Updated: Oct 8, 2020
A first look at Fleet Foxes new Indie-Folk album Shore, the best tracks and a focus on the addictive third track 'Can I Believe You'.
Seattle's Fleet Foxes surprised everyone on Monday (21st September) when they announced fourth album Shore was to be released at exactly 2.31 pm on 22 September, the date and time marking the start of autumn. This was clearly planned for some time and the end result is a 55-minute record screaming autumn Indie-Folk vibes from the off.
A first look at Shore
The album opens with a soothing acoustic guitar sound and sweet laid-back vocals of guest singer Uwade Akhere ("Summer all over/ Blame it on timing/ Weakening August water"). It has you picturing autumn leaves falling from the trees under the dwindling sun. Just perfection.
Described as "a road-movie depicting Northwest American landscapes and the people and animals that inhabit them", you can watch artist Kersti Jan Werdal's accompanying Shore film in the video player above.
Other highlights include the melody-filled 'Jara', second track 'Sunblind' (with the delightful chorus "I'm gonna swim for a week in/ Warm American Water with dear friends") and 'Cradling Mother, Cradling Woman', which features a sample of Brian Wilson. Like what you hear? Well, singer Robin Pecknold, in a lengthy statement about the album, has committed to releasing another 9 songs next year. Big result for fans of Indie-Folk!
Matthew Strauss, in his 8.3 rated review on Pitchfork, wrote that "on his fourth album, singer-songwriter Robin Pecknold refines and hones Fleet Foxes’ crisp folk-rock sound, crafting another musically adventurous album that is warm and newly full of grace". And 'warm' is exactly the word that sticks following each song. And if you're looking for an entry point look no further than the magnificent 'Can I Believe You'.
Focus on 'Can I Believe You'
Fleet Foxes are the kind of band you never knew you missed until they come back into your life. That's exactly how I felt on Wednesday morning hearing 'Can I Believe You' for the first time on 6Music, bringing comfort to counter sleep deprivation. Last year, lead singer Robin Pecknold put out a call to fans on Instagram for help with the singing on this track, resulting in over 400 supporting vocal harmonies mixed in brilliantly with his own. It's worked out pretty well, right?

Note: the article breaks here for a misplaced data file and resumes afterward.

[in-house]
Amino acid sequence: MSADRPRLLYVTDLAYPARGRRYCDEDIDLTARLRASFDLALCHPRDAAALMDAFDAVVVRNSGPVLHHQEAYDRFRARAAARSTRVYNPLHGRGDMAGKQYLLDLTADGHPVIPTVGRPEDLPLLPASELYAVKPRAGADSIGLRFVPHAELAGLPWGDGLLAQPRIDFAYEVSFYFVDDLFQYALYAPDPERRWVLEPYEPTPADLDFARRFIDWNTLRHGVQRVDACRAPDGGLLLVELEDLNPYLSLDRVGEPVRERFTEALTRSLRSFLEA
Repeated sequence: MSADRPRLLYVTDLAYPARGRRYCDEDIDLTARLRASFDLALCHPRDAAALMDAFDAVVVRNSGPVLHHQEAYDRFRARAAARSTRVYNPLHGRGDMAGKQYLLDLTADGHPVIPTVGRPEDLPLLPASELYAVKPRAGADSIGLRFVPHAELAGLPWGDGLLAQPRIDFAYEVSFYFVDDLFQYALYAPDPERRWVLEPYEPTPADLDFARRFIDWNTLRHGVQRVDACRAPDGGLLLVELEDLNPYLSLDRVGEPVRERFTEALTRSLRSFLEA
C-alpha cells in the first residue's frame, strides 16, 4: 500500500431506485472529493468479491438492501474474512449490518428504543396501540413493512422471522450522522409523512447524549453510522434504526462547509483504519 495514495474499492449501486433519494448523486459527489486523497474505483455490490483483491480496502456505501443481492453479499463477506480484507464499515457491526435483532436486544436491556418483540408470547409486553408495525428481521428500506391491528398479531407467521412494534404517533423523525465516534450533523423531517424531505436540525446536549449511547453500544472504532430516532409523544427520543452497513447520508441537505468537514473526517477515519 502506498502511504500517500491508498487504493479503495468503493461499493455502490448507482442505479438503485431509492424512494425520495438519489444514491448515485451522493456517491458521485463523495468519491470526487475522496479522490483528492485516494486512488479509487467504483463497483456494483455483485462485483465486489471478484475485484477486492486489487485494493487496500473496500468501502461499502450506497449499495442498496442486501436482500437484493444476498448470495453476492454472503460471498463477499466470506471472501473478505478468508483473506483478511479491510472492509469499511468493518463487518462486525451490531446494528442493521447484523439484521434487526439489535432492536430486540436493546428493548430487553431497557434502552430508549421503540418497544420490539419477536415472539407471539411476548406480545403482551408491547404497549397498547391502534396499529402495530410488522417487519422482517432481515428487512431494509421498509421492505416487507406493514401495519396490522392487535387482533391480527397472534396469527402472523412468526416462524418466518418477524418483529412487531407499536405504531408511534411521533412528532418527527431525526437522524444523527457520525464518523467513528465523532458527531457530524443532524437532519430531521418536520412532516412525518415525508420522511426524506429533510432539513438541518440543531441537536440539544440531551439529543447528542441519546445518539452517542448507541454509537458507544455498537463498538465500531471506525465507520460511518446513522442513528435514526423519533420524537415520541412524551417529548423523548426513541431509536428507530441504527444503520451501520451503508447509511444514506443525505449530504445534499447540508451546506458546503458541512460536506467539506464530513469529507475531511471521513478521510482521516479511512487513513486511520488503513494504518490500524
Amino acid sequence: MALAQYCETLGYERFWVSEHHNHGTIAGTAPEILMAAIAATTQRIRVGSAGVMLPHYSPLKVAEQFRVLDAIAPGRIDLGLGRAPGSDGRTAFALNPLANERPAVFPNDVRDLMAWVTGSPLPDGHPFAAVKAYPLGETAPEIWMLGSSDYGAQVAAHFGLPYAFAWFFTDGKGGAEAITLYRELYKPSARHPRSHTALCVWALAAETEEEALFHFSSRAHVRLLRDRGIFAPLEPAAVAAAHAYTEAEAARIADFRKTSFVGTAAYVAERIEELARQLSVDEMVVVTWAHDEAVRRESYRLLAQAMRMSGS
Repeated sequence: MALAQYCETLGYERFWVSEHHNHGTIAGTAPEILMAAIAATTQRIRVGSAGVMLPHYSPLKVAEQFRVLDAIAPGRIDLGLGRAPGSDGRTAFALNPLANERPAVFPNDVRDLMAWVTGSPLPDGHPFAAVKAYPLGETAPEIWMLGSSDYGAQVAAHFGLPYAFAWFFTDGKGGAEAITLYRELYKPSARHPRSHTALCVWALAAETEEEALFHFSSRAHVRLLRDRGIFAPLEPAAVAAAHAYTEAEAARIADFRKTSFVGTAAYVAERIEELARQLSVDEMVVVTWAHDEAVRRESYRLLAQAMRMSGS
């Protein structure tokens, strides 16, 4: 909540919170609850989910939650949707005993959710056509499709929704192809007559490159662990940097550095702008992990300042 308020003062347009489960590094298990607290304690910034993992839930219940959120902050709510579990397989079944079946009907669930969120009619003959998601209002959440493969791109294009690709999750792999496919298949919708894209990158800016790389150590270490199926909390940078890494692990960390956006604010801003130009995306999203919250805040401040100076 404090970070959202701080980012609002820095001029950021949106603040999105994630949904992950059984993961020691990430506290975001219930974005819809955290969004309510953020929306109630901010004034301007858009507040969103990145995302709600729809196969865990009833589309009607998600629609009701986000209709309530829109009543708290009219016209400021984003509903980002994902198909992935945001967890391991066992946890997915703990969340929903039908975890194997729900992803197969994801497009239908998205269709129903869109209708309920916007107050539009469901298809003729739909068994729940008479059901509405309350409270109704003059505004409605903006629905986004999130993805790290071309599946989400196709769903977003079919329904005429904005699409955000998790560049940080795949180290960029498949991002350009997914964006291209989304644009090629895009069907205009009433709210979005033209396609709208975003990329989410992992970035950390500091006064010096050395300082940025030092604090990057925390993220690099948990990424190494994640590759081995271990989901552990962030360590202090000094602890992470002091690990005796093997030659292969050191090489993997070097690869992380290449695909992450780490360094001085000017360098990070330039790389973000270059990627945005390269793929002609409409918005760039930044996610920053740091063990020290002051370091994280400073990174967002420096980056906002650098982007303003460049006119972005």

On Apple Music, Robin provided a commentary on the track:
“That riff is the oldest thing on the album, because I wrote that in the middle of the Crack-Up tour and tried working on it then but never got anywhere with it really. Once I was thinking less about some second party that’s untrustworthy and more just one person’s own hang-ups with letting people in—like my own hang-ups with that—then the lyrics flowed a little better. Those choral voices are actually 400 or 500 people from Instagram that sent clips of them singing that line to me. And then we spent days editing them together and cleaning them up. There’s this big hug of vocals around the lead vocal that’s talking about trust or believability.”
It's heart-warming, melancholic and possibly one of their rockiest songs to date. The first time I heard it the 'Can I believe you' melody in the chorus just stuck in my mind all morning, desperately revisiting the song at the first opportunity, demanding a repeat straight away (and again in 10 minutes time). It's very rare that a song is able to have that impact, where you're buzzing off every second of its existence and dread for its conclusion (Future Island's 'For Sure' and Doves 'Carousels' provided a similar emotion following first play).
Shore is a fantastic listen from start to finish, one that unravels itself even more with each listen. It sounds (some might say) oddly quite optimistic for a time which perhaps justified another 'Helplessness Blues', but sometimes it's nice to escape the reality and travel to the American Folk landscapes painted by Robin Pecknold. It's already being celebrated by the critics as one of the album's of the year and in 'Can I Believe You' they have produced one of their greatest songs.